Friday, February 03, 2006

Joyce Carol Oates must be stopped

Joyce Carol Oates is taking the San Francisco literary magazine world by storm. She's had two stories published by Zoetrope: All-Story in the last year and three published by McSweeney's in the last two and a half, two of those being in the last year.



[Ex. 1: the offenders]

Literary magazines are where a lot of lit-fiction writers (*ahem*, like me) get their start. Those of us who haven't been published (but are seriously on the prowl) at least casually browse through the lit mags to see who's getting published and where. See enough names enough times in any variety of the lit mags, and suddenly you're not so surprised when you see that name on a glossy hardcover a year or so down the road. Pick up a copy of a new writer's first book of short stories and flip to the copyright page: there you will see a litany of references to when and where their stories were first published.

According to whatever paltry research I was able to do online just now, it appears that Joyce Carol Oates had her first book, a collection of short stories, published in 1963. Since then (brace yourself) she's published 39 novels and novellas, 27 story collections, 11 nonfiction works, 8 poetry collections, 8 dramatic collections, 6 young adult and children's books, and a partridge in a pear tree. This doesn't include the 10 or so fiction works published under at least two pen names. She also has edited quite a few anthologies of all kinds, one of which I happen to own. It's been 43 years since this woman burst onto the literary scene; some simple math reveals that she publishes at least 2.3 books a year. This is just the conservative estimate.

Out of her extensive body of work she has gained a National Book Award (out of six nominations!), three finalist slots for the Pulitzer Prize, one finalist slot for the National Book Critics Circle Award, and even a notch on the publish-and-be-independently-wealthy-Valhalla of the Oprah's Book Club bedpost (wait.... maybe this isn't exactly praise?).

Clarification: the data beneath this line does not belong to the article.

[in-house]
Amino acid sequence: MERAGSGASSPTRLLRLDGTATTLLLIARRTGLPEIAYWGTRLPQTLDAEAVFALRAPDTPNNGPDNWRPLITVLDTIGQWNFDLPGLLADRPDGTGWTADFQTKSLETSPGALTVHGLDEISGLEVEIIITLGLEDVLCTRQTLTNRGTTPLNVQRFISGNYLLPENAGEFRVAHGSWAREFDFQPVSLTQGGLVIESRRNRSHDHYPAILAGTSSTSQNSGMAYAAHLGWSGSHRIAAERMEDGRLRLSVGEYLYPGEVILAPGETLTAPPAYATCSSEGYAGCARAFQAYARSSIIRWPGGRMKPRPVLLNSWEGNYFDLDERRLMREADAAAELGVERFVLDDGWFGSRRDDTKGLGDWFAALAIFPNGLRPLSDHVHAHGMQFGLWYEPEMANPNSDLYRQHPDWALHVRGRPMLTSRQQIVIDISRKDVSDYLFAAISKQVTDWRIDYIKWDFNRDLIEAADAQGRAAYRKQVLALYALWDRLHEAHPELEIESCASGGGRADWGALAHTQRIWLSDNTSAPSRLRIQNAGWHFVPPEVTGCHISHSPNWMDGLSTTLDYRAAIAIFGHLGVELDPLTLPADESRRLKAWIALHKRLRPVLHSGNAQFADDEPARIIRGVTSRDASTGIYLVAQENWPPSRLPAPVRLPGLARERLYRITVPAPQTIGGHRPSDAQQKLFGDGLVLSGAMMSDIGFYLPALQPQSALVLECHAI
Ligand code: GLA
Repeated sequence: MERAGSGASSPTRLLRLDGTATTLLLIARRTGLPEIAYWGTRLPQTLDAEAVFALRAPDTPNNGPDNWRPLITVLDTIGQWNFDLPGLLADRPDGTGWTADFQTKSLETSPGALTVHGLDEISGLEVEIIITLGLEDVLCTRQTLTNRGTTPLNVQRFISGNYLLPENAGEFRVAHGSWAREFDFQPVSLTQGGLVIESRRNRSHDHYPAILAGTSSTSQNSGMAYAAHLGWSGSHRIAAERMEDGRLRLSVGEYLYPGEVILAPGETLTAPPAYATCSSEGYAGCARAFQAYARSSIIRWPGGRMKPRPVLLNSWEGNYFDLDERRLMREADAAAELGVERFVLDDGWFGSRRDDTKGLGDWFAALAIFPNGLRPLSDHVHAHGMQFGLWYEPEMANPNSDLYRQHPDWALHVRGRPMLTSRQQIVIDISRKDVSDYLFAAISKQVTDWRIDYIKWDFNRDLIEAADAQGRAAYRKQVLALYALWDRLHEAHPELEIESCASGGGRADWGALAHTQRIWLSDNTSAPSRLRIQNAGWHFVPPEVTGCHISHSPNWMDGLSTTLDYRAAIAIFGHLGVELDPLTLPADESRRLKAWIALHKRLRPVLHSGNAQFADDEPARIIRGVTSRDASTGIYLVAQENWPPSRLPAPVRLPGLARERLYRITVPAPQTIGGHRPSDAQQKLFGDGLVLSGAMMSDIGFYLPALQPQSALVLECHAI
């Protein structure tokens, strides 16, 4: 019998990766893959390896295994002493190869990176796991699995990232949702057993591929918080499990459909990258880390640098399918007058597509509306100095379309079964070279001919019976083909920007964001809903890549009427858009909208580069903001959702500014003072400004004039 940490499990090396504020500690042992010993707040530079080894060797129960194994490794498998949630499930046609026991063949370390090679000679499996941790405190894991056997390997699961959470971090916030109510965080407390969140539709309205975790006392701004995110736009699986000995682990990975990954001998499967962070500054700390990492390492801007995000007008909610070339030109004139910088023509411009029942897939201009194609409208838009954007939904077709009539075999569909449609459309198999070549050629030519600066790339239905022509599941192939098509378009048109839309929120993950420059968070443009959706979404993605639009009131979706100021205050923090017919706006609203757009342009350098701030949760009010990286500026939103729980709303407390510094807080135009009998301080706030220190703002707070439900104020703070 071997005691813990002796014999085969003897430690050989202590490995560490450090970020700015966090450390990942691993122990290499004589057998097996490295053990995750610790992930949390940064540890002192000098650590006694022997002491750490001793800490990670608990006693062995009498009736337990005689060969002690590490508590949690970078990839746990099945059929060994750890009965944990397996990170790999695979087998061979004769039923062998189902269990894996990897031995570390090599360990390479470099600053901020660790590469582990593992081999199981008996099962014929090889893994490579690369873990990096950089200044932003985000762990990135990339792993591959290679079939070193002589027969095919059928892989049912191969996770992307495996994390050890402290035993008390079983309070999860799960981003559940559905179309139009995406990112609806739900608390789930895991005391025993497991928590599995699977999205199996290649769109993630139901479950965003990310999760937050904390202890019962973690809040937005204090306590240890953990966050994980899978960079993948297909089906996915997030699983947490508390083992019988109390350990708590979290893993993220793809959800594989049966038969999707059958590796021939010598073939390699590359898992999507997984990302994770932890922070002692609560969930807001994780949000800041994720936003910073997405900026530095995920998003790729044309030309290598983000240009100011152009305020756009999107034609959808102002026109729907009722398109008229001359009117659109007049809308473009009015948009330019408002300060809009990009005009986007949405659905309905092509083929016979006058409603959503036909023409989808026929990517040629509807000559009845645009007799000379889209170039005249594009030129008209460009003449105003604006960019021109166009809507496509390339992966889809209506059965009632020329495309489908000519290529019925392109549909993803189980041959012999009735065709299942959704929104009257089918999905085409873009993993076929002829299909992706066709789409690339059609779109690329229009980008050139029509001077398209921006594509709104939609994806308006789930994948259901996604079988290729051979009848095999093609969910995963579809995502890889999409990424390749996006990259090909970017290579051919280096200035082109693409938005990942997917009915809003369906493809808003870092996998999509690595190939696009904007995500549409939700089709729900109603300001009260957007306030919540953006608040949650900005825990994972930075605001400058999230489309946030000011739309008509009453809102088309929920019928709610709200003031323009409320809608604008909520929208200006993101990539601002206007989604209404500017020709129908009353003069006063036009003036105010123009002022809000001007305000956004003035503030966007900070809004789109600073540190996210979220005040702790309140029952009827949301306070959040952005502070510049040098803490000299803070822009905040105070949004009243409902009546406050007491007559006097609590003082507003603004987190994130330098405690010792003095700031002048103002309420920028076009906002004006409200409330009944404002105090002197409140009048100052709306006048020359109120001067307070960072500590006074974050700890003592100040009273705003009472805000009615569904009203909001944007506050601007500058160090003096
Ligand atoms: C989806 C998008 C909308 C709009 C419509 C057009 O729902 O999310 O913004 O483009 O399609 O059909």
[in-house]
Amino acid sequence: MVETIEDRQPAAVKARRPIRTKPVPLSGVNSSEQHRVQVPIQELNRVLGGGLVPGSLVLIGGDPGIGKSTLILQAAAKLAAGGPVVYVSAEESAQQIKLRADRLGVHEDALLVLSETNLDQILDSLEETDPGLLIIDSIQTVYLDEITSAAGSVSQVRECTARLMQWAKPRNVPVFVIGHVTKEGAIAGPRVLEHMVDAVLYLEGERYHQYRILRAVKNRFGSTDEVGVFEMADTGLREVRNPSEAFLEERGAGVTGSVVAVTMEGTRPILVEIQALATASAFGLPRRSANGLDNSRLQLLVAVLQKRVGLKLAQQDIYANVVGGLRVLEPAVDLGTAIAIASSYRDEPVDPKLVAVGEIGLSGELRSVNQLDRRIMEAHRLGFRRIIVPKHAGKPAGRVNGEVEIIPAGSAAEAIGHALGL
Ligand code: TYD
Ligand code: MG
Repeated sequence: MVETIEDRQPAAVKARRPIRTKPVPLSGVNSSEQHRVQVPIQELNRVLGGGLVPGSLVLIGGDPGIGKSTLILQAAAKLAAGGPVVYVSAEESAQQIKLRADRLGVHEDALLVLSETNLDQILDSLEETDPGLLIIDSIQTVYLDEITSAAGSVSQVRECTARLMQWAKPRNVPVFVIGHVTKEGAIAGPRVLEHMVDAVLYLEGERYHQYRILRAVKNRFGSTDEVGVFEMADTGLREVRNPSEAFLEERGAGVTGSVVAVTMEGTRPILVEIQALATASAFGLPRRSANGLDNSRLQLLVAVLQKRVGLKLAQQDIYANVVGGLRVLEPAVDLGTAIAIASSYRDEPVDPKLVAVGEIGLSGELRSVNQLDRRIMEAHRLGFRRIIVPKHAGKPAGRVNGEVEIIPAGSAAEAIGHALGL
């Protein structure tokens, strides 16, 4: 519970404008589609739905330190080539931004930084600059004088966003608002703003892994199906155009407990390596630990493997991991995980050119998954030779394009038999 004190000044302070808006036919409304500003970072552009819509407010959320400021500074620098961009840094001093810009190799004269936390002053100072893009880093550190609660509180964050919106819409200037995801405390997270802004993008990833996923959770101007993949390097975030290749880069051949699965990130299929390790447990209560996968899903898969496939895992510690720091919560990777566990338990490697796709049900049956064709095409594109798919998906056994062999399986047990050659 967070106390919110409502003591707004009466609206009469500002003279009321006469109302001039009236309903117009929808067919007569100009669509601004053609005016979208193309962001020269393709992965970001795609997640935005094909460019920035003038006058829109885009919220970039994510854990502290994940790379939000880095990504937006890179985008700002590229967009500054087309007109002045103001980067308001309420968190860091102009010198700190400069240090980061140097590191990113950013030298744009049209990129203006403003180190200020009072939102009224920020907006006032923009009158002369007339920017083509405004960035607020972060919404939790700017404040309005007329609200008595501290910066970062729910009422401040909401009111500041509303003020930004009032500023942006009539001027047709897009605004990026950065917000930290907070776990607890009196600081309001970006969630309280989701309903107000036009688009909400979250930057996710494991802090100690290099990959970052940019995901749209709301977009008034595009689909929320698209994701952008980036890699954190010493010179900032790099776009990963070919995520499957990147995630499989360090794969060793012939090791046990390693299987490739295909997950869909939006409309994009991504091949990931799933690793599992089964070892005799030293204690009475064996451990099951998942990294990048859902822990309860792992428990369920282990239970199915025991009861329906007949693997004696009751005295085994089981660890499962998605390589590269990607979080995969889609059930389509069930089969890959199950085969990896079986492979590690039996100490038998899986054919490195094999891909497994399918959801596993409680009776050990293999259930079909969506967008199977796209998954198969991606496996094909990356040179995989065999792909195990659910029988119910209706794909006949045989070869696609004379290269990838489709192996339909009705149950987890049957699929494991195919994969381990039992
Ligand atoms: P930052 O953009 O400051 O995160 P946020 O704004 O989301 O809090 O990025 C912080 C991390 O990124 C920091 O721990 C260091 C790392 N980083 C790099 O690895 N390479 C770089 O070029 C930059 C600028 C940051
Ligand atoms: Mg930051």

Meanwhile, us struggling writers are trying to break out and have just one story be published for the very first time. Across the country, humble slush piles of submissions runneth over. So why exactly, after we submit to Zoetrope or McSweeney’s, say, are we in competition with Joyce Carol Oates to get published? Actually, we’re really not in competition at all; her name is SO well-known that she leap-frogs to the head of the line and gets her story in print with a slamdunk. In 2005 Oates has had four stories published in two literary magazines, but there could have been easily a few others in magazines I haven’t checked. She also had a novel published in 2005, and in 2004, two in 2003, two in 2002, and backward. Remember people, 2.3 a year.

I was lucky enough to read Oates' first foray into sweet-talking the editors at Zoetrope about a year and a half ago, before it was in print. I read it sitting in my Nob Hill laundromat while my clothes were tumbling for all to see in the glass-doored dryer. I was totally unimpressed with what I read. I remember it had the ingredients of what makes something literary (please don’t ask me what makes something literary) but fell absolutely short. It lacked any spark. It was too long. It was kind of boring, (thereby perfect for the New Yorker?). Oates has not gotten this far with shitty writing, but her submission to Zoetrope was lazy. It read like it had flown off her typewriter without a second thought. Had this been in the slush pile by an unknown writer, it more likely would have flown straight into the recycle bin. They published it anyway.